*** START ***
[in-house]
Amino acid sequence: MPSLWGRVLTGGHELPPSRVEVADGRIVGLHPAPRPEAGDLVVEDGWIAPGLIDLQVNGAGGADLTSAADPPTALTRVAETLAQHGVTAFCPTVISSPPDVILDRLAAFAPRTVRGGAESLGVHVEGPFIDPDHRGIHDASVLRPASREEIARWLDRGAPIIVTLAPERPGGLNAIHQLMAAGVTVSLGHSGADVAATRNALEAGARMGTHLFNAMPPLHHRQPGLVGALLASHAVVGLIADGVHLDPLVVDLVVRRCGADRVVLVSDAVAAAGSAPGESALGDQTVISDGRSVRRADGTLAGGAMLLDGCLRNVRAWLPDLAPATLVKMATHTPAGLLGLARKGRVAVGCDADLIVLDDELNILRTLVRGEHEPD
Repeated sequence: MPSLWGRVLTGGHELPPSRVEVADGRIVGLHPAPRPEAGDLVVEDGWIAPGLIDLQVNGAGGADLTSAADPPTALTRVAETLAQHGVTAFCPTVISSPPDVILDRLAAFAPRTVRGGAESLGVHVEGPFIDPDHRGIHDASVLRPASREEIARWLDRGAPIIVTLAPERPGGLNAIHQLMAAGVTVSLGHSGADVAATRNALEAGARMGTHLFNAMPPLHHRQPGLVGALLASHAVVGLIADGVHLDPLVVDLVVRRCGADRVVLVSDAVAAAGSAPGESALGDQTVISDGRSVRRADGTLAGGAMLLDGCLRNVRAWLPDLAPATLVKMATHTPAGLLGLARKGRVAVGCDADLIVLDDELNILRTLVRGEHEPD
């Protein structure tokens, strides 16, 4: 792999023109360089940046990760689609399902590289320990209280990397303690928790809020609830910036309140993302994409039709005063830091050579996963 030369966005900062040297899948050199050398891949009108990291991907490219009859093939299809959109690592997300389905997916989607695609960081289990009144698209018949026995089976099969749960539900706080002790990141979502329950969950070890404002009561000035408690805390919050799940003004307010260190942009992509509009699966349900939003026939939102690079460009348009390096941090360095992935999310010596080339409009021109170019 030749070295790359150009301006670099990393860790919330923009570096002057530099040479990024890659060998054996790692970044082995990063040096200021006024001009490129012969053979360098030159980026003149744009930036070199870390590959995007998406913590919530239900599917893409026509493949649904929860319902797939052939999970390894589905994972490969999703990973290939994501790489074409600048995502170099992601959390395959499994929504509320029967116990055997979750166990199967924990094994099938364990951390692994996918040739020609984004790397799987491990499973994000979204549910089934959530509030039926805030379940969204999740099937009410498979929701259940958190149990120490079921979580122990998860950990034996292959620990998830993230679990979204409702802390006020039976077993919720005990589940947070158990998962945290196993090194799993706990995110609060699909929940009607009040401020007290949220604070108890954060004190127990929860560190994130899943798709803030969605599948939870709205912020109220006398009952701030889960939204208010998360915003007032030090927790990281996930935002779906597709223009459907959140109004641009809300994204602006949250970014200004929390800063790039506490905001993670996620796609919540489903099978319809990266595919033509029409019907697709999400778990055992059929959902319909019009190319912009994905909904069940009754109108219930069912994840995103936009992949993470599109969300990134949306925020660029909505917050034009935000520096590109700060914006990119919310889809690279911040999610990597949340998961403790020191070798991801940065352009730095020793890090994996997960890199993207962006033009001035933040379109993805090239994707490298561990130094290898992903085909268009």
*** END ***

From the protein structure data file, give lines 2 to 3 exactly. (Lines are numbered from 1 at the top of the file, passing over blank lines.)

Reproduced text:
Amino acid sequence: MPSLWGRVLTGGHELPPSRVEVADGRIVGLHPAPRPEAGDLVVEDGWIAPGLIDLQVNGAGGADLTSAADPPTALTRVAETLAQHGVTAFCPTVISSPPDVILDRLAAFAPRTVRGGAESLGVHVEGPFIDPDHRGIHDASVLRPASREEIARWLDRGAPIIVTLAPERPGGLNAIHQLMAAGVTVSLGHSGADVAATRNALEAGARMGTHLFNAMPPLHHRQPGLVGALLASHAVVGLIADGVHLDPLVVDLVVRRCGADRVVLVSDAVAAAGSAPGESALGDQTVISDGRSVRRADGTLAGGAMLLDGCLRNVRAWLPDLAPATLVKMATHTPAGLLGLARKGRVAVGCDADLIVLDDELNILRTLVRGEHEPD
Repeated sequence: MPSLWGRVLTGGHELPPSRVEVADGRIVGLHPAPRPEAGDLVVEDGWIAPGLIDLQVNGAGGADLTSAADPPTALTRVAETLAQHGVTAFCPTVISSPPDVILDRLAAFAPRTVRGGAESLGVHVEGPFIDPDHRGIHDASVLRPASREEIARWLDRGAPIIVTLAPERPGGLNAIHQLMAAGVTVSLGHSGADVAATRNALEAGARMGTHLFNAMPPLHHRQPGLVGALLASHAVVGLIADGVHLDPLVVDLVVRRCGADRVVLVSDAVAAAGSAPGESALGDQTVISDGRSVRRADGTLAGGAMLLDGCLRNVRAWLPDLAPATLVKMATHTPAGLLGLARKGRVAVGCDADLIVLDDELNILRTLVRGEHEPD